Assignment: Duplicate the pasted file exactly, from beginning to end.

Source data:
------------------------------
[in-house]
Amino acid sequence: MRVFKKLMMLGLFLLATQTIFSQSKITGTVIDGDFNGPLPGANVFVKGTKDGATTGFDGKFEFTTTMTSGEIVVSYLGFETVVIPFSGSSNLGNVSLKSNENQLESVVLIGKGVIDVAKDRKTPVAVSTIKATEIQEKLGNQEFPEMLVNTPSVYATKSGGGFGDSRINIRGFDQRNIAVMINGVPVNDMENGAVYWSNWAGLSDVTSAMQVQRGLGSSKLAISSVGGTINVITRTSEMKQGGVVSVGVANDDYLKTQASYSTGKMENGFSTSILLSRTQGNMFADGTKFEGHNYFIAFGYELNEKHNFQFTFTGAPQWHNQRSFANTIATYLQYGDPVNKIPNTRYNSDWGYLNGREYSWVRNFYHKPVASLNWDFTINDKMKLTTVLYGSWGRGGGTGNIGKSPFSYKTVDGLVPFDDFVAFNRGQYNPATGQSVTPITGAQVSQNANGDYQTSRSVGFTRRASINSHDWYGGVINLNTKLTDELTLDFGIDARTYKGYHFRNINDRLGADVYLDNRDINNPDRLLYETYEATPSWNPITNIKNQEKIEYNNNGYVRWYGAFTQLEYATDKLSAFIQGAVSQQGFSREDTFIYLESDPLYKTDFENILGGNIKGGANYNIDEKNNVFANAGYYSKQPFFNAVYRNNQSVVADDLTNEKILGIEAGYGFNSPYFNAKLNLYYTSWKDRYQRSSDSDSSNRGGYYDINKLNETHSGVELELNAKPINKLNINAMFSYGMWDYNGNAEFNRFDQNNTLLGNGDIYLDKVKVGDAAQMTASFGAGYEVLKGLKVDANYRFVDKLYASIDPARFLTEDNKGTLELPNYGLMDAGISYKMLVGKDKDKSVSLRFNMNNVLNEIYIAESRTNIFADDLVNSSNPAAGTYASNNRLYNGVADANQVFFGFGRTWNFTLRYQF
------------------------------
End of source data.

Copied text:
[in-house]
Amino acid sequence: MRVFKKLMMLGLFLLATQTIFSQSKITGTVIDGDFNGPLPGANVFVKGTKDGATTGFDGKFEFTTTMTSGEIVVSYLGFETVVIPFSGSSNLGNVSLKSNENQLESVVLIGKGVIDVAKDRKTPVAVSTIKATEIQEKLGNQEFPEMLVNTPSVYATKSGGGFGDSRINIRGFDQRNIAVMINGVPVNDMENGAVYWSNWAGLSDVTSAMQVQRGLGSSKLAISSVGGTINVITRTSEMKQGGVVSVGVANDDYLKTQASYSTGKMENGFSTSILLSRTQGNMFADGTKFEGHNYFIAFGYELNEKHNFQFTFTGAPQWHNQRSFANTIATYLQYGDPVNKIPNTRYNSDWGYLNGREYSWVRNFYHKPVASLNWDFTINDKMKLTTVLYGSWGRGGGTGNIGKSPFSYKTVDGLVPFDDFVAFNRGQYNPATGQSVTPITGAQVSQNANGDYQTSRSVGFTRRASINSHDWYGGVINLNTKLTDELTLDFGIDARTYKGYHFRNINDRLGADVYLDNRDINNPDRLLYETYEATPSWNPITNIKNQEKIEYNNNGYVRWYGAFTQLEYATDKLSAFIQGAVSQQGFSREDTFIYLESDPLYKTDFENILGGNIKGGANYNIDEKNNVFANAGYYSKQPFFNAVYRNNQSVVADDLTNEKILGIEAGYGFNSPYFNAKLNLYYTSWKDRYQRSSDSDSSNRGGYYDINKLNETHSGVELELNAKPINKLNINAMFSYGMWDYNGNAEFNRFDQNNTLLGNGDIYLDKVKVGDAAQMTASFGAGYEVLKGLKVDANYRFVDKLYASIDPARFLTEDNKGTLELPNYGLMDAGISYKMLVGKDKDKSVSLRFNMNNVLNEIYIAESRTNIFADDLVNSSNPAAGTYASNNRLYNGVADANQVFFGFGRTWNFTLRYQF